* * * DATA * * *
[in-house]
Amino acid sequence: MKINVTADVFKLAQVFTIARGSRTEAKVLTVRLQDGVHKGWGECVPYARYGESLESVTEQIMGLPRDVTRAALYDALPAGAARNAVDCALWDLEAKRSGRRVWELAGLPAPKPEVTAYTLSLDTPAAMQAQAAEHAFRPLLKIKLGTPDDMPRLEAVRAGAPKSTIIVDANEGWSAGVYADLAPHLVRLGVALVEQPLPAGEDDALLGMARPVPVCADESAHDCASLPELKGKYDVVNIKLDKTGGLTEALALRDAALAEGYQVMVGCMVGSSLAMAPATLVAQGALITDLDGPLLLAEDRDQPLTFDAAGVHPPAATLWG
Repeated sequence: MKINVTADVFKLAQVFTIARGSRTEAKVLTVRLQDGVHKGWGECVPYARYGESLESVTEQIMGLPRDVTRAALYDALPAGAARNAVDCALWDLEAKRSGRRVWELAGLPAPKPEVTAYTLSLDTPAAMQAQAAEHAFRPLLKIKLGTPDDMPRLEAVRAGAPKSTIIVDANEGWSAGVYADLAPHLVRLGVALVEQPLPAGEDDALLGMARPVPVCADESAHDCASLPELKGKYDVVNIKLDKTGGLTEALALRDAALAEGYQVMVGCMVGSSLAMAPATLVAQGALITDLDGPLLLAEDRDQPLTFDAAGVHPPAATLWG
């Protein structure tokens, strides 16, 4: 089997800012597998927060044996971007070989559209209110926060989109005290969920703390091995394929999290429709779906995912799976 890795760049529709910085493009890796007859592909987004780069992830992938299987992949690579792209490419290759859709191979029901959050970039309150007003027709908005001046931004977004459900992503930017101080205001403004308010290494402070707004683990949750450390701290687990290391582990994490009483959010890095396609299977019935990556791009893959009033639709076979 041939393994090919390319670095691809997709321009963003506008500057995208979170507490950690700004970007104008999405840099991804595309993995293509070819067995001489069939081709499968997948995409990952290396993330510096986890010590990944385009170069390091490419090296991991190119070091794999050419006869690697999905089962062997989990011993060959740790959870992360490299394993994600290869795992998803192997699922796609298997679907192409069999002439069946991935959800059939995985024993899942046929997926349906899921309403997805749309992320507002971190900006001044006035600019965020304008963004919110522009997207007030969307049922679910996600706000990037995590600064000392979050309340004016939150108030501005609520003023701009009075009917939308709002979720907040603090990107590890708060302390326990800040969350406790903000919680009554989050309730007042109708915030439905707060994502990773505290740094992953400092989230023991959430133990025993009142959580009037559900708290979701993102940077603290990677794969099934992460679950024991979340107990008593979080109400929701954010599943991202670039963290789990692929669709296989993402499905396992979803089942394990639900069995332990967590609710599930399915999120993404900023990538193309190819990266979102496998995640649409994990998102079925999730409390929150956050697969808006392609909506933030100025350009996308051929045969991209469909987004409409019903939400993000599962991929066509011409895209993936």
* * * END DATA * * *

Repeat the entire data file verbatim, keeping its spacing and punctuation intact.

[in-house]
Amino acid sequence: MKINVTADVFKLAQVFTIARGSRTEAKVLTVRLQDGVHKGWGECVPYARYGESLESVTEQIMGLPRDVTRAALYDALPAGAARNAVDCALWDLEAKRSGRRVWELAGLPAPKPEVTAYTLSLDTPAAMQAQAAEHAFRPLLKIKLGTPDDMPRLEAVRAGAPKSTIIVDANEGWSAGVYADLAPHLVRLGVALVEQPLPAGEDDALLGMARPVPVCADESAHDCASLPELKGKYDVVNIKLDKTGGLTEALALRDAALAEGYQVMVGCMVGSSLAMAPATLVAQGALITDLDGPLLLAEDRDQPLTFDAAGVHPPAATLWG
Repeated sequence: MKINVTADVFKLAQVFTIARGSRTEAKVLTVRLQDGVHKGWGECVPYARYGESLESVTEQIMGLPRDVTRAALYDALPAGAARNAVDCALWDLEAKRSGRRVWELAGLPAPKPEVTAYTLSLDTPAAMQAQAAEHAFRPLLKIKLGTPDDMPRLEAVRAGAPKSTIIVDANEGWSAGVYADLAPHLVRLGVALVEQPLPAGEDDALLGMARPVPVCADESAHDCASLPELKGKYDVVNIKLDKTGGLTEALALRDAALAEGYQVMVGCMVGSSLAMAPATLVAQGALITDLDGPLLLAEDRDQPLTFDAAGVHPPAATLWG
């Protein structure tokens, strides 16, 4: 089997800012597998927060044996971007070989559209209110926060989109005290969920703390091995394929999290429709779906995912799976 890795760049529709910085493009890796007859592909987004780069992830992938299987992949690579792209490419290759859709191979029901959050970039309150007003027709908005001046931004977004459900992503930017101080205001403004308010290494402070707004683990949750450390701290687990290391582990994490009483959010890095396609299977019935990556791009893959009033639709076979 041939393994090919390319670095691809997709321009963003506008500057995208979170507490950690700004970007104008999405840099991804595309993995293509070819067995001489069939081709499968997948995409990952290396993330510096986890010590990944385009170069390091490419090296991991190119070091794999050419006869690697999905089962062997989990011993060959740790959870992360490299394993994600290869795992998803192997699922796609298997679907192409069999002439069946991935959800059939995985024993899942046929997926349906899921309403997805749309992320507002971190900006001044006035600019965020304008963004919110522009997207007030969307049922679910996600706000990037995590600064000392979050309340004016939150108030501005609520003023701009009075009917939308709002979720907040603090990107590890708060302390326990800040969350406790903000919680009554989050309730007042109708915030439905707060994502990773505290740094992953400092989230023991959430133990025993009142959580009037559900708290979701993102940077603290990677794969099934992460679950024991979340107990008593979080109400929701954010599943991202670039963290789990692929669709296989993402499905396992979803089942394990639900069995332990967590609710599930399915999120993404900023990538193309190819990266979102496998995640649409994990998102079925999730409390929150956050697969808006392609909506933030100025350009996308051929045969991209469909987004409409019903939400993000599962991929066509011409895209993936």